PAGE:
Tips and Tricks

The Case of the Unclear Antecedent

Every once in a while, I’ll find myself hung up on a particular quirk of writing and develop a visceral twitch every time I see it in action. This post is about one of those twitches…

If there’s one thing I see writers do with alarming frequency, it’s sprinkle their material with sentences like “This needs to include sufficient information to develop a pipeline of qualified applicants” and “This, in turn, informs further actions.” But wait? What is “this” referring to? It’s probably not as clear as the author thinks it is, and that subtle lack of clarity, my friends, is what’s called an unclear antecedent.

Unclear antecedents (let’s call them UAs for short) happen all the time, because of COURSE the author knows very well what “this” refers to! Why, there was (probably) a sentence or two before this one that made everything perfectly clear… Right?

I can’t decide if it’s entertaining or frustrating to work with an enthusiastic author to get them to recognize UAs and to tell me what the heck “this” refers to. More often than not, I end up listening to an extended soliloquy about all the things that lead to “this” without ever getting to the point of which of those things (or category of things) we’re talking about in this particular sentence.

I’ve found only two things in this world that help me find those dratted UAs in my own writing:

  • Having a third party (either a human or a particular grammar tool) look for them; or,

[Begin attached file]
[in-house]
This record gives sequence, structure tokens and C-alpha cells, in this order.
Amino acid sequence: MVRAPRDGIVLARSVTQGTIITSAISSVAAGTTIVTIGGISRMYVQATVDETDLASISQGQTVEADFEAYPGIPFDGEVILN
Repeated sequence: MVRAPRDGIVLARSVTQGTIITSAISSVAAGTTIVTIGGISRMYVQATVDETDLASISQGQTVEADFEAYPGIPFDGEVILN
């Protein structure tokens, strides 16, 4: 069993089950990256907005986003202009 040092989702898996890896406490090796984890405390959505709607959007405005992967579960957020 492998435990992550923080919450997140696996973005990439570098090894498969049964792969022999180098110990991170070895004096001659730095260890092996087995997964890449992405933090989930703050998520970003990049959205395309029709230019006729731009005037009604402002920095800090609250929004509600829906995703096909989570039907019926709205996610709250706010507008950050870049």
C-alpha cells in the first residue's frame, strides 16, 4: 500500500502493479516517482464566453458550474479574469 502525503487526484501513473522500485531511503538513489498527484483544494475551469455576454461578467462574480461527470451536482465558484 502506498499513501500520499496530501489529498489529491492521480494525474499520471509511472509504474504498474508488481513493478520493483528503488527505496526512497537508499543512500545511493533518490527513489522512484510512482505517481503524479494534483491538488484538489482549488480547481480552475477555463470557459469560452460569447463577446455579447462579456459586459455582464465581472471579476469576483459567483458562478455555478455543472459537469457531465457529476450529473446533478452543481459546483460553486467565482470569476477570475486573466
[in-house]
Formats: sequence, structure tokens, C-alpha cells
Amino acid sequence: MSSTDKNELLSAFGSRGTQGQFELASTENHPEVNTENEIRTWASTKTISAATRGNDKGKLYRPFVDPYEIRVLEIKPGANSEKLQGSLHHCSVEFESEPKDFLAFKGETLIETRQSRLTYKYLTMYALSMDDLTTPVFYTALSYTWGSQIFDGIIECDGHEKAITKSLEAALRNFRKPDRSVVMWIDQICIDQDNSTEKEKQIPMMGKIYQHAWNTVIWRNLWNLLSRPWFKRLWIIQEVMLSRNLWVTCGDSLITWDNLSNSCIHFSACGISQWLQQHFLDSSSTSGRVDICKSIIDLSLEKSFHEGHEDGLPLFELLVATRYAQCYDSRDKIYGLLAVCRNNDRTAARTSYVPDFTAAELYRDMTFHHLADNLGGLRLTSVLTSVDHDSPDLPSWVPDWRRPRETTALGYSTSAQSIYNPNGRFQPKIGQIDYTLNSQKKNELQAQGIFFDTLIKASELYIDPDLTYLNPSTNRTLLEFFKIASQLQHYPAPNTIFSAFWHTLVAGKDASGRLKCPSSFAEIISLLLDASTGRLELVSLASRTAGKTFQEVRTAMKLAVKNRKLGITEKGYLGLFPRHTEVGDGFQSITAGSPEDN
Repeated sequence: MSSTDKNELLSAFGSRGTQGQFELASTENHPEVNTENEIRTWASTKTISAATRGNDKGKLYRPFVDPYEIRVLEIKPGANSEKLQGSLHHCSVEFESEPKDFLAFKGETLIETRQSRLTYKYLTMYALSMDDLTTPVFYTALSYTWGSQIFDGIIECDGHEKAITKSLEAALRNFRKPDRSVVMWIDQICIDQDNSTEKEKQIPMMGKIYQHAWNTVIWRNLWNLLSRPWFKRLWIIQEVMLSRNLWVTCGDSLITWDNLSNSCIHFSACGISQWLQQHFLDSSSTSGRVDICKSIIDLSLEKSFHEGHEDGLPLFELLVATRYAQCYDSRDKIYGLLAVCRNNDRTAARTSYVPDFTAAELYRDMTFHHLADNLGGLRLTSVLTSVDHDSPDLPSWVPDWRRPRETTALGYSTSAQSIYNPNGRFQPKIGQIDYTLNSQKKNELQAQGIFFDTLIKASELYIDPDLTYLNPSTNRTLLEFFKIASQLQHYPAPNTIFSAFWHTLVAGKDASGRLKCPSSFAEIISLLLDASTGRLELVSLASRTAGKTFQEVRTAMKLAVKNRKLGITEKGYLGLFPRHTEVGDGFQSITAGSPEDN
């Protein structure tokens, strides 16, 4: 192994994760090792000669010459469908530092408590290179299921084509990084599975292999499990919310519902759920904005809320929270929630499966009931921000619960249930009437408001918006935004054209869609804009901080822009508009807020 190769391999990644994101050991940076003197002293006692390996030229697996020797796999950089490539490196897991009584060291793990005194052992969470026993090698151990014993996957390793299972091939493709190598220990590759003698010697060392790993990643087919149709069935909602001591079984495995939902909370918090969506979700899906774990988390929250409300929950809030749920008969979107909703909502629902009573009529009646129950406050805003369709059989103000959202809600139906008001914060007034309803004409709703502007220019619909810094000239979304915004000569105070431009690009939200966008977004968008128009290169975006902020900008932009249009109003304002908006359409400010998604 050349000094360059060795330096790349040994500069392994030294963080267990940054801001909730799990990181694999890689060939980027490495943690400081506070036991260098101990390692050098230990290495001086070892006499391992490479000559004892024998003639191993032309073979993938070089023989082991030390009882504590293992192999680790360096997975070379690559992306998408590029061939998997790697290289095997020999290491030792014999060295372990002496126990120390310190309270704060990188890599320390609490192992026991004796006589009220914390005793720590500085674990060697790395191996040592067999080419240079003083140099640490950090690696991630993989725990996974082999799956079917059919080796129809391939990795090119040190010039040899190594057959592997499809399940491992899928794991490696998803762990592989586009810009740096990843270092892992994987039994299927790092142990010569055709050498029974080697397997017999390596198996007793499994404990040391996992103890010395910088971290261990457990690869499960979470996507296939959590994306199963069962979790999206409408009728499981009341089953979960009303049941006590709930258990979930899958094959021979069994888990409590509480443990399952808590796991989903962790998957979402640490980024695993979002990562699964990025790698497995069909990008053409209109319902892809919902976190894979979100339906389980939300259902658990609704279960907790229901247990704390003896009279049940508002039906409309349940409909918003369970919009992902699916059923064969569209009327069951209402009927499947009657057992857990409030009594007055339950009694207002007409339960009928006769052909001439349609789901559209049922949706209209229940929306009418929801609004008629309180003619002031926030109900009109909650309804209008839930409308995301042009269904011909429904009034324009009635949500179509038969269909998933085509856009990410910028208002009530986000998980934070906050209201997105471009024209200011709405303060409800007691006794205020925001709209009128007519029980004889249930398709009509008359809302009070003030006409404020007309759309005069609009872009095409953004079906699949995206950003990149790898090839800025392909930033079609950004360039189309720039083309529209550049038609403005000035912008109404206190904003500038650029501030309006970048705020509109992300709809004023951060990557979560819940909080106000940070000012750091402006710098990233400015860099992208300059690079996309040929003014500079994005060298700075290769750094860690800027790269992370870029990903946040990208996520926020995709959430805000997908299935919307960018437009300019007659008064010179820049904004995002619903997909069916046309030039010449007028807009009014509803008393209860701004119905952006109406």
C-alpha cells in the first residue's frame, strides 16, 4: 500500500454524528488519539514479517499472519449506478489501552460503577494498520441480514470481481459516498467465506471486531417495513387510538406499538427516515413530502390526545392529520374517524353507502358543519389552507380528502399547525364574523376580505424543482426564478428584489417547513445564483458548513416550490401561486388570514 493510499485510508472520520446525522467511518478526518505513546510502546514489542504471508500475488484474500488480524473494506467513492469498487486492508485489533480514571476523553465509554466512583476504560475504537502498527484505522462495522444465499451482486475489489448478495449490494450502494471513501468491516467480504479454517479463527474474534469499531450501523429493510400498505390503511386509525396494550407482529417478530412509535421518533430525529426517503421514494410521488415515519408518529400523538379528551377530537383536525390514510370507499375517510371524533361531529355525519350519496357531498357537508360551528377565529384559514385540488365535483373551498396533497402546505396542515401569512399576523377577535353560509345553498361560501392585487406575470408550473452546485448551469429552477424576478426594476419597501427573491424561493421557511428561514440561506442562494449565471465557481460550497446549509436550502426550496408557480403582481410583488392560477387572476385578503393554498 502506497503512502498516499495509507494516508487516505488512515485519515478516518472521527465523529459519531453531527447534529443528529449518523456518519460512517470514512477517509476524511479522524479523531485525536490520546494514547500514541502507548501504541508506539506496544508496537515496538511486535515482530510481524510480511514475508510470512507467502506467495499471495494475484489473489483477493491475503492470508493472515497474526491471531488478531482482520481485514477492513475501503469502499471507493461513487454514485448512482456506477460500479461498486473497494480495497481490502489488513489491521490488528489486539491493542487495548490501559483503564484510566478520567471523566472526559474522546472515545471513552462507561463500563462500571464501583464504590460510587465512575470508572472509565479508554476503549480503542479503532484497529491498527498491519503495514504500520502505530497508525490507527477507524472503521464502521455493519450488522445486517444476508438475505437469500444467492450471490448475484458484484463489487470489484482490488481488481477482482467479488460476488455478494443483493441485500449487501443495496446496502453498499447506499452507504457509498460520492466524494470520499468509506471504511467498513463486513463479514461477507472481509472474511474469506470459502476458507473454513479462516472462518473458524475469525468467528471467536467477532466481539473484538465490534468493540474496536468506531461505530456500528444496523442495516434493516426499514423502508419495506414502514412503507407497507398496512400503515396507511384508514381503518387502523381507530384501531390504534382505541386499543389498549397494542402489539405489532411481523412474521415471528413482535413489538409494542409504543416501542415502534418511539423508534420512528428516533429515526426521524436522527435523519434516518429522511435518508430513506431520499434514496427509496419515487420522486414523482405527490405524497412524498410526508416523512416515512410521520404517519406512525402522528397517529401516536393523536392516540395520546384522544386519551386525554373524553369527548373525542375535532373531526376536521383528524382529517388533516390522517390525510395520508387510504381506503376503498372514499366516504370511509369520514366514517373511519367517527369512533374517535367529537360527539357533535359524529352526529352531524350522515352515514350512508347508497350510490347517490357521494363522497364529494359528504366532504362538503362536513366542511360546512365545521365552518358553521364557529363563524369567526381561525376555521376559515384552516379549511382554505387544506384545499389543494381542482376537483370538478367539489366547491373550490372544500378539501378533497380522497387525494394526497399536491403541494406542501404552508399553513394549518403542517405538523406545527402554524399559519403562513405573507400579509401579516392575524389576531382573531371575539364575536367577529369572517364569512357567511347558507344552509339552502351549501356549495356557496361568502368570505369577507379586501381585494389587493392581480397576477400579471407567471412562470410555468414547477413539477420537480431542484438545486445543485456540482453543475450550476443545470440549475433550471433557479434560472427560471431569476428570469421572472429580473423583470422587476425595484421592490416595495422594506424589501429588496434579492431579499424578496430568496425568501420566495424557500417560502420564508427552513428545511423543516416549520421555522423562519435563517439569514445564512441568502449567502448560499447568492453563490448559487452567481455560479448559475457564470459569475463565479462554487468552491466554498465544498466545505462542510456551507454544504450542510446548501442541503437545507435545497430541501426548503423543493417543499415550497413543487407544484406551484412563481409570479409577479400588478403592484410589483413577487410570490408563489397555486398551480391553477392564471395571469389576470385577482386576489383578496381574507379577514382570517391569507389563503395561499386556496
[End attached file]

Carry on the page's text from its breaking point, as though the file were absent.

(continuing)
• Walking away from my writing and coming back no sooner than 24 hours later to re-read whatever it is I wrote.

When an author is in the brainstorming process, it’s really more important to just get the words out there. UAs are natural and a perfectly reasonable outcome of a flow of consciousness in writing. But your first draft should never, ever, be your last, and leaving this opportunity for confusion in your writing is a Bad Thing.

Think of it another way. If someone wants to quote that one sentence, can that one sentence stand on its own and make sense? So please, for the love of the written word, please go back and check for UAs in your writing!

3 thoughts on “The Case of the Unclear Antecedent

  1. I’m so happy with Grammarly notifying me of all these UA’s. Love your blog – at least as far as I’ve read it now 🙂
    Too bad that there are quite some privacy concerns with Grammarly though. For me the benefits outweigh the concerns for now.

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